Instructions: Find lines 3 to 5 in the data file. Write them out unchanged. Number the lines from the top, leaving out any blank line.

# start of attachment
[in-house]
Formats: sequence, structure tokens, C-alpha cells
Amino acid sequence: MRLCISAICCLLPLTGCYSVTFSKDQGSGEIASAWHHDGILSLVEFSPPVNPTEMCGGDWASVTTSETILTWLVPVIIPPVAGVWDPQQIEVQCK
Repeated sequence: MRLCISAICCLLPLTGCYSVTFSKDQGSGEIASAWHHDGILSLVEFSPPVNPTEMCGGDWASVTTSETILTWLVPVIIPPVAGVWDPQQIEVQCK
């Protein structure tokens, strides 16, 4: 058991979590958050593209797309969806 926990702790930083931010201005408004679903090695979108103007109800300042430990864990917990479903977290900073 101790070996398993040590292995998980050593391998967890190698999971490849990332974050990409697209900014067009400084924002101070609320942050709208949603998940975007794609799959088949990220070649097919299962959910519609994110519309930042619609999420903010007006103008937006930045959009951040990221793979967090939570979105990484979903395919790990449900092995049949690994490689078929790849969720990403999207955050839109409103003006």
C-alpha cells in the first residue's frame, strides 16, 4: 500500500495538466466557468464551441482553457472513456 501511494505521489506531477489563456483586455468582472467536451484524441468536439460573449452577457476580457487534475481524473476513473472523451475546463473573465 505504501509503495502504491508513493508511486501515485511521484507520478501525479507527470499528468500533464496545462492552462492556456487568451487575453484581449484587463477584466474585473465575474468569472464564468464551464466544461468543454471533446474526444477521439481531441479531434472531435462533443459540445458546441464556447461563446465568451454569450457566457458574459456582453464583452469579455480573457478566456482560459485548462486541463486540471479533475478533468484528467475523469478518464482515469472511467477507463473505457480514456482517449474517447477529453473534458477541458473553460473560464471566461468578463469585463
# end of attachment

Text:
Amino acid sequence: MRLCISAICCLLPLTGCYSVTFSKDQGSGEIASAWHHDGILSLVEFSPPVNPTEMCGGDWASVTTSETILTWLVPVIIPPVAGVWDPQQIEVQCK
Repeated sequence: MRLCISAICCLLPLTGCYSVTFSKDQGSGEIASAWHHDGILSLVEFSPPVNPTEMCGGDWASVTTSETILTWLVPVIIPPVAGVWDPQQIEVQCK
């Protein structure tokens, strides 16, 4: 058991979590958050593209797309969806 926990702790930083931010201005408004679903090695979108103007109800300042430990864990917990479903977290900073 101790070996398993040590292995998980050593391998967890190698999971490849990332974050990409697209900014067009400084924002101070609320942050709208949603998940975007794609799959088949990220070649097919299962959910519609994110519309930042619609999420903010007006103008937006930045959009951040990221793979967090939570979105990484979903395919790990449900092995049949690994490689078929790849969720990403999207955050839109409103003006």